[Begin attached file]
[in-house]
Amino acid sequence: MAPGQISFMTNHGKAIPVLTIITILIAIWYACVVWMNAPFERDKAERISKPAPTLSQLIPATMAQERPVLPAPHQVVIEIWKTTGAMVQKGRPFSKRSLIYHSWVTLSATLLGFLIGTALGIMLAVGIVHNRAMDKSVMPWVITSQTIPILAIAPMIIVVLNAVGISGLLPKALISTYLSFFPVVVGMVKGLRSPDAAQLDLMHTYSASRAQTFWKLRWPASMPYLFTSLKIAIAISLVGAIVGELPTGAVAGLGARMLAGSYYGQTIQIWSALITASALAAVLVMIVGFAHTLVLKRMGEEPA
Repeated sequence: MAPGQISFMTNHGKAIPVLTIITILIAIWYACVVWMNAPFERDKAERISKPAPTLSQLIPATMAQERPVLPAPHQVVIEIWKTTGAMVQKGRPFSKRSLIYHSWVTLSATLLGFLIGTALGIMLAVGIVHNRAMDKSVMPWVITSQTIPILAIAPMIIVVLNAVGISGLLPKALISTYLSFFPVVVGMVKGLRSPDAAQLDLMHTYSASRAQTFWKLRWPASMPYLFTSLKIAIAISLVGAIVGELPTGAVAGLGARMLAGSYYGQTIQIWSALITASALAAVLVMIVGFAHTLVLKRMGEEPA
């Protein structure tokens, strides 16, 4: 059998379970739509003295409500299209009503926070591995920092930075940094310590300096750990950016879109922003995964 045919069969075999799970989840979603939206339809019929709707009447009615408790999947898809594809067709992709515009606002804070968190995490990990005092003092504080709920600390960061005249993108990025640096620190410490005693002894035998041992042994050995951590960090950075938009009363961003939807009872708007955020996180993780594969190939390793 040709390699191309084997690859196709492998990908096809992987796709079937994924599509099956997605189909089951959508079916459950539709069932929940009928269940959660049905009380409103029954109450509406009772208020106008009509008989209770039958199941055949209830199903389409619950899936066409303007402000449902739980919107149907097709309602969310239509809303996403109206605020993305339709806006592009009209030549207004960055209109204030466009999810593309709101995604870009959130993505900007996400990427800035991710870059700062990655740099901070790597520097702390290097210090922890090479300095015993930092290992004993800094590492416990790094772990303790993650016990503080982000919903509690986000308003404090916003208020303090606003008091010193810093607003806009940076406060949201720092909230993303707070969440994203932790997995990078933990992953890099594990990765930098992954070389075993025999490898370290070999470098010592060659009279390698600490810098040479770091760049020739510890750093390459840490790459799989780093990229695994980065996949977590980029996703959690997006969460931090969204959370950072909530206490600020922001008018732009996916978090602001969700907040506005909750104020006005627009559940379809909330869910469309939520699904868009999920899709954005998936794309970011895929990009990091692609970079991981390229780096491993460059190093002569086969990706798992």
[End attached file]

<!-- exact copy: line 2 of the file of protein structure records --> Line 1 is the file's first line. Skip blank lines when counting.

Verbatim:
Amino acid sequence: MAPGQISFMTNHGKAIPVLTIITILIAIWYACVVWMNAPFERDKAERISKPAPTLSQLIPATMAQERPVLPAPHQVVIEIWKTTGAMVQKGRPFSKRSLIYHSWVTLSATLLGFLIGTALGIMLAVGIVHNRAMDKSVMPWVITSQTIPILAIAPMIIVVLNAVGISGLLPKALISTYLSFFPVVVGMVKGLRSPDAAQLDLMHTYSASRAQTFWKLRWPASMPYLFTSLKIAIAISLVGAIVGELPTGAVAGLGARMLAGSYYGQTIQIWSALITASALAAVLVMIVGFAHTLVLKRMGEEPA